I guess there’s a new Star Wars series out, right? But for a really long time, I couldn’t find the first one used. (It’s in hardback, and I’m reasonably picky about paying $25+ for a book. Well, obviously I wouldn’t be spending full price, but I still think of it that way when making the financial decision.) I finally did find it, plus the subsequent ones, and now I’ve apparently got six books in said new series stretched out in front of me. Naturally, then, I opted to read the new Zahn book instead.

Allegiance is set in the Splinter of the Mind’s Eye era, when the Rebellion was only really starting to get its legs following the propaganda victory that comprised the destructions of Alderaan and the Death Star. A group of pirates apparently working with a regional governor to declare independence from Palpatine’s Empire sets Luke, Leia, and Han, Darth Vader, the Emperor’s newest apprentice, Mara Jade, and five recently deserting stormtroopers on a collision course, during which each of the characters must determine how their personal morality interacts with their sworn duty in an ever-darkening galaxy. (Well, okay, I’m thinking Vader was probably pretty secure in his actions and choices. And Leia. But the others!)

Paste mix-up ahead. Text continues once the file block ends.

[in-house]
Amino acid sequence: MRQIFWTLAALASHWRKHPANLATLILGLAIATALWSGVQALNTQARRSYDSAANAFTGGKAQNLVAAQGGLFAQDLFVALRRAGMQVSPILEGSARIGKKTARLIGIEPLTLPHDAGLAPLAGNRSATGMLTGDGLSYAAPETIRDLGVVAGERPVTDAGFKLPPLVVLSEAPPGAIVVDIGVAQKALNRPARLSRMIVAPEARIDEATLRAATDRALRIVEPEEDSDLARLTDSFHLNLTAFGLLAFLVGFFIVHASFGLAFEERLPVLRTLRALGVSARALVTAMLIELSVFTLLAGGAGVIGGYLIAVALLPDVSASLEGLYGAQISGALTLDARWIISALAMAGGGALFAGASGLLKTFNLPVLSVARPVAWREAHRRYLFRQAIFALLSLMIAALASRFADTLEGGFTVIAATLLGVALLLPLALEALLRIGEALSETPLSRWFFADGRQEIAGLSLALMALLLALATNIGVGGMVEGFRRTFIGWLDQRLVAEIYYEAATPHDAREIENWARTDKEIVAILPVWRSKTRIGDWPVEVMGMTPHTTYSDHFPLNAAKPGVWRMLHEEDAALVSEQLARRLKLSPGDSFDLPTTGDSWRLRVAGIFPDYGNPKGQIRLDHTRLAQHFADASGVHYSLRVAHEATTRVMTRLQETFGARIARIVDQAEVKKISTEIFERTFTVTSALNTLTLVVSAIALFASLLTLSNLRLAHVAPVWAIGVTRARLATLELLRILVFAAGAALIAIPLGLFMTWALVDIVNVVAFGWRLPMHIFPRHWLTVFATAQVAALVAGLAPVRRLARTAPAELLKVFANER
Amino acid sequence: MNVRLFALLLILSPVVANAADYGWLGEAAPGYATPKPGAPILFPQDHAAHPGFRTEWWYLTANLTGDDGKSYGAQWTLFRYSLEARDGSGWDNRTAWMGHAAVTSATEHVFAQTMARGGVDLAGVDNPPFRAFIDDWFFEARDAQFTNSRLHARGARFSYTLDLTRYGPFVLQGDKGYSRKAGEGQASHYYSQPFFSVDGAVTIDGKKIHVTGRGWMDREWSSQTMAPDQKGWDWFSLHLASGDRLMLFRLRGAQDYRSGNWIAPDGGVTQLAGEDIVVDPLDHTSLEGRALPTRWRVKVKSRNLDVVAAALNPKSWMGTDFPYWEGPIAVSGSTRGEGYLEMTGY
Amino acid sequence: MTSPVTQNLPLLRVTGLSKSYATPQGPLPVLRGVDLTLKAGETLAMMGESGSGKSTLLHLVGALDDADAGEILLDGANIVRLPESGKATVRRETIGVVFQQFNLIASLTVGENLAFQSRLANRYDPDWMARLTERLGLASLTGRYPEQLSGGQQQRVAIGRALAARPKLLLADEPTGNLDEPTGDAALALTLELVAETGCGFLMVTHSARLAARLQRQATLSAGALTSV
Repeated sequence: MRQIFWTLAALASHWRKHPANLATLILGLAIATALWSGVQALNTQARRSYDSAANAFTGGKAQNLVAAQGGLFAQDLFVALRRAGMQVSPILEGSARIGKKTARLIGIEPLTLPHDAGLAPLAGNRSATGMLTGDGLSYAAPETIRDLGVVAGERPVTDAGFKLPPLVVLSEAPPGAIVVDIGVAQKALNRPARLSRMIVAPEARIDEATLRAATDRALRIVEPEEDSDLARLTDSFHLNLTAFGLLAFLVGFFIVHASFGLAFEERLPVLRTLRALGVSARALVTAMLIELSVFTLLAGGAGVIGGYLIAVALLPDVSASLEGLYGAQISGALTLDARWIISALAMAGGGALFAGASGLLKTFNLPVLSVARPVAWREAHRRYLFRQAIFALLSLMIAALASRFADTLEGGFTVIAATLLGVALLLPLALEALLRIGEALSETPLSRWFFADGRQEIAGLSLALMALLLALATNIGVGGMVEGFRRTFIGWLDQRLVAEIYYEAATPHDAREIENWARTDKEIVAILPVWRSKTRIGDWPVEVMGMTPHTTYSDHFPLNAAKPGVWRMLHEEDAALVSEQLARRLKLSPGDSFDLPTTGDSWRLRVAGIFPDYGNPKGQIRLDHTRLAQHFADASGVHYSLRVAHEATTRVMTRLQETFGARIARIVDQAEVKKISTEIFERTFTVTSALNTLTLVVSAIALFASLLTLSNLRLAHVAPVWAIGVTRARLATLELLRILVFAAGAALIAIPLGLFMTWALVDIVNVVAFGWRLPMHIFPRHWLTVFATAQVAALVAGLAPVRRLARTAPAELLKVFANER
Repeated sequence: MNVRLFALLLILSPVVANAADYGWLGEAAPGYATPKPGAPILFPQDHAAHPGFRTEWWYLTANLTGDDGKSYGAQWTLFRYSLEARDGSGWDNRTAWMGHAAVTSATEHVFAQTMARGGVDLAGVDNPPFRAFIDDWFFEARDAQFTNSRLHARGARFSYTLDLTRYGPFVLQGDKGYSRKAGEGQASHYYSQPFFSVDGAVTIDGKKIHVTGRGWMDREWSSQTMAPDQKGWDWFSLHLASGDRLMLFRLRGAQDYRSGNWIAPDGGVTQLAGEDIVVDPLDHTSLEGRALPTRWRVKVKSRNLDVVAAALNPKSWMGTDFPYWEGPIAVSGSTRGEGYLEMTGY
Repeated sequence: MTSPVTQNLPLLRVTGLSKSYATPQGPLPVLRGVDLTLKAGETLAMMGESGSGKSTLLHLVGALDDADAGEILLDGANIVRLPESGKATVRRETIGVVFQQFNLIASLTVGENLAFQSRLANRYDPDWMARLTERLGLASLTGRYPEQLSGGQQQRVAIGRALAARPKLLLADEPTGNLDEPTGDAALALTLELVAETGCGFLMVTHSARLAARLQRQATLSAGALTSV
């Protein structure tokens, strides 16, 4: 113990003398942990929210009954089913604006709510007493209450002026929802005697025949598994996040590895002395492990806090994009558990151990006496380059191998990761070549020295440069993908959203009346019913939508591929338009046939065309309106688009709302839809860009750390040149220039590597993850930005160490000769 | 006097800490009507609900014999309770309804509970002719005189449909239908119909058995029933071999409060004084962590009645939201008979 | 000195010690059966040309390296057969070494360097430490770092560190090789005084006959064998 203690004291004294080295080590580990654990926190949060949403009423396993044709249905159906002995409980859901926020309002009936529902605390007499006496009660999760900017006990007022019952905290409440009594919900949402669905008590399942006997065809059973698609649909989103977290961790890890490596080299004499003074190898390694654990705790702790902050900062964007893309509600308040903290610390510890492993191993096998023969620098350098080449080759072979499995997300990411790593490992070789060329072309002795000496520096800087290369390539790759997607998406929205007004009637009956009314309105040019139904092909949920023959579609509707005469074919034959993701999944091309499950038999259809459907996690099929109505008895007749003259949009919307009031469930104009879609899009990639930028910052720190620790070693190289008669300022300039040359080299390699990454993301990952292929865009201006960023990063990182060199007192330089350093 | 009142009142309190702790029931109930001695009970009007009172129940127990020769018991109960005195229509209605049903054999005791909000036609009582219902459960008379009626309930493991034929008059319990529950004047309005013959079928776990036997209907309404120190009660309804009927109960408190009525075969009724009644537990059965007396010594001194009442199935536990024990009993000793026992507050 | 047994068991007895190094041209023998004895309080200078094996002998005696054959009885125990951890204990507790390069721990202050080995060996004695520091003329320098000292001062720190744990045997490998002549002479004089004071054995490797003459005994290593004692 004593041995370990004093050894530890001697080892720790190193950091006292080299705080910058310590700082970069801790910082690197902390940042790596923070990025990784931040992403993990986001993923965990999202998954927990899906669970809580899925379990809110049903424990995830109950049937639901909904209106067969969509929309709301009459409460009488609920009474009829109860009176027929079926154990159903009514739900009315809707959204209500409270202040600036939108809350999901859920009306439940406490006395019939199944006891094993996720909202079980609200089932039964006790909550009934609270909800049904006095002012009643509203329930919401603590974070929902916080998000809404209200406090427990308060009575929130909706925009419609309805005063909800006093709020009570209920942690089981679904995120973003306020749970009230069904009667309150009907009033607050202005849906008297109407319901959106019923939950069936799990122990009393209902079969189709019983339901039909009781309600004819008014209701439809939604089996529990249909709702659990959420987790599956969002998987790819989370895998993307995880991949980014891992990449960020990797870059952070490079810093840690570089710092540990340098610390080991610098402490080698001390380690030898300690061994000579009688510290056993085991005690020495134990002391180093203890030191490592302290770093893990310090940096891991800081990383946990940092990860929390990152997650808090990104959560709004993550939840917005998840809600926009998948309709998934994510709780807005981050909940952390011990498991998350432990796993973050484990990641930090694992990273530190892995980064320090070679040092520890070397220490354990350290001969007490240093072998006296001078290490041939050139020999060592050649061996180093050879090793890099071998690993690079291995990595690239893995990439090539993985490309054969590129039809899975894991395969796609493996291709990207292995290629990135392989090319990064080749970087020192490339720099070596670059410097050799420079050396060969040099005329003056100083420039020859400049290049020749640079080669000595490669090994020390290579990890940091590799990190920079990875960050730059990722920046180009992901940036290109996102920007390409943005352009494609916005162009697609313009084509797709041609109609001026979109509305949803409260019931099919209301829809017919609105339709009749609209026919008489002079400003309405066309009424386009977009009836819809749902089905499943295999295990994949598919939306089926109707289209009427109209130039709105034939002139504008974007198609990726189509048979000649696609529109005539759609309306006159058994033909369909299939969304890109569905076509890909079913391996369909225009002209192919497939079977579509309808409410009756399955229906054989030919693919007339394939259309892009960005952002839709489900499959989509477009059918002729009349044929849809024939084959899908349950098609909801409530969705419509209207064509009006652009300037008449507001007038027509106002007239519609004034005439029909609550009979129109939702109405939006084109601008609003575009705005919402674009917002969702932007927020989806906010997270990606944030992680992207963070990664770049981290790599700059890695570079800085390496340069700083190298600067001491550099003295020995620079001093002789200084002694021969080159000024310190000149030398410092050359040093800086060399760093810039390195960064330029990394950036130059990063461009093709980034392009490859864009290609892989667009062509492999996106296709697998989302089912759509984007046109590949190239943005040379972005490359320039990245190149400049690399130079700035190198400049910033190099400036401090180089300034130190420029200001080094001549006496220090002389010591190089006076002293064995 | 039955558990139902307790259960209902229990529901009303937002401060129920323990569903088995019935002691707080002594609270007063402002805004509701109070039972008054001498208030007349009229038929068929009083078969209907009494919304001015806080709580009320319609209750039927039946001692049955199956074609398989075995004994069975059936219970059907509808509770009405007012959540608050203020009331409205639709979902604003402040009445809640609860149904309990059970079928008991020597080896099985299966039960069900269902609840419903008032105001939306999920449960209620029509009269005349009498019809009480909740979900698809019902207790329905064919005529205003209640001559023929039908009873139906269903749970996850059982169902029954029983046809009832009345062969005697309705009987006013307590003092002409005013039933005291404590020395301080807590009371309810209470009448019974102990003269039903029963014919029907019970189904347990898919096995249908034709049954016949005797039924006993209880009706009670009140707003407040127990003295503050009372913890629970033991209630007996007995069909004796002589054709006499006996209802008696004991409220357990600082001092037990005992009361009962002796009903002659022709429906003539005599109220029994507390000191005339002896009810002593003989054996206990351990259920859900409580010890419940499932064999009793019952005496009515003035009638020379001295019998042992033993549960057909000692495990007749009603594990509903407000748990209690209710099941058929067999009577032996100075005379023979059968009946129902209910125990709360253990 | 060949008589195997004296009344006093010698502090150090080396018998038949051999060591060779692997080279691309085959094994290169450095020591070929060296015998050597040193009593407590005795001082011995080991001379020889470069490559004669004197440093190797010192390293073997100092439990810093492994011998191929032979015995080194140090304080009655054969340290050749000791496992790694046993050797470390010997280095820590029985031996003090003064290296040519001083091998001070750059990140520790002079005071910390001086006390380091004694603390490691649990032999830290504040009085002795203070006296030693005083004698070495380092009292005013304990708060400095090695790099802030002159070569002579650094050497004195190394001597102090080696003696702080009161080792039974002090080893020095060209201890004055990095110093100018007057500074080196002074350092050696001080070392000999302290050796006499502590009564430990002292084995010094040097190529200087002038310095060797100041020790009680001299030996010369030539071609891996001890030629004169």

Decent book. Still pretty close to top-shelf for Star Wars, but the author has almost always done better. I can’t help but think it was a set-up novel to allow us to see more of the Hand of Justice in the future. Which is fine; those stormtrooper guys were pretty interesting, and definitely the best part of the story.